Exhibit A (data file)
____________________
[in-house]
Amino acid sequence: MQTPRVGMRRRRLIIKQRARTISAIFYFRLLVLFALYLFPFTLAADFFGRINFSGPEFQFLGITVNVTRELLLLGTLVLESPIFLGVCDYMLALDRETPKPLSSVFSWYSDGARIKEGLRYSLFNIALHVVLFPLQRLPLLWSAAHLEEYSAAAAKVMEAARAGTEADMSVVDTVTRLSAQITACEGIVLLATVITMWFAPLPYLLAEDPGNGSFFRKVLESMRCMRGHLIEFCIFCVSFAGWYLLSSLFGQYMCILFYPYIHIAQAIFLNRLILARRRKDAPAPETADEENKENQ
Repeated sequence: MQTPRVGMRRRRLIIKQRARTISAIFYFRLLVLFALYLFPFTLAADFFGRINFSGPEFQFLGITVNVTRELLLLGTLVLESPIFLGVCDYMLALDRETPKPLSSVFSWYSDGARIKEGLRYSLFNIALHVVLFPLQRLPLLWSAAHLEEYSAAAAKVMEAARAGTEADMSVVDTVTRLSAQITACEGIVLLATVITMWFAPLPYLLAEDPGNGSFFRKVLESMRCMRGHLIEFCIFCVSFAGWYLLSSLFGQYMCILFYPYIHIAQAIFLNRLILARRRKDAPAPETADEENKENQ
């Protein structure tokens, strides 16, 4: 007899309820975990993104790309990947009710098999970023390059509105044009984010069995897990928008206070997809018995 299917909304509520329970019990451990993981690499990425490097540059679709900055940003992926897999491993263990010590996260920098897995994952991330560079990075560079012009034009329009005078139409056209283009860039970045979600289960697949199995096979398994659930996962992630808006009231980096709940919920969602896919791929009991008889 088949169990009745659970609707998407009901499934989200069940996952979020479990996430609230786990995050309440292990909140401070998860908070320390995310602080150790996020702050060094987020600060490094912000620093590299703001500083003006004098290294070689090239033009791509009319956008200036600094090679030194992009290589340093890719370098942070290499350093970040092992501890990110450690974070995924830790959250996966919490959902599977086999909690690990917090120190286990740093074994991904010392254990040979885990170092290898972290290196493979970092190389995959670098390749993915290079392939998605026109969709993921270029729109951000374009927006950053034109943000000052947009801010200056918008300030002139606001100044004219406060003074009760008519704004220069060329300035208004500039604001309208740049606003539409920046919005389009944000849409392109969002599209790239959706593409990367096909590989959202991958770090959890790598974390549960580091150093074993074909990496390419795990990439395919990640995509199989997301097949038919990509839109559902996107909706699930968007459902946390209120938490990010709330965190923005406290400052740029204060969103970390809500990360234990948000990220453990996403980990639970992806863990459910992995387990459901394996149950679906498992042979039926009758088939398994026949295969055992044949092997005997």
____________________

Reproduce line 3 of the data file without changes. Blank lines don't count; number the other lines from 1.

Repeated sequence: MQTPRVGMRRRRLIIKQRARTISAIFYFRLLVLFALYLFPFTLAADFFGRINFSGPEFQFLGITVNVTRELLLLGTLVLESPIFLGVCDYMLALDRETPKPLSSVFSWYSDGARIKEGLRYSLFNIALHVVLFPLQRLPLLWSAAHLEEYSAAAAKVMEAARAGTEADMSVVDTVTRLSAQITACEGIVLLATVITMWFAPLPYLLAEDPGNGSFFRKVLESMRCMRGHLIEFCIFCVSFAGWYLLSSLFGQYMCILFYPYIHIAQAIFLNRLILARRRKDAPAPETADEENKENQ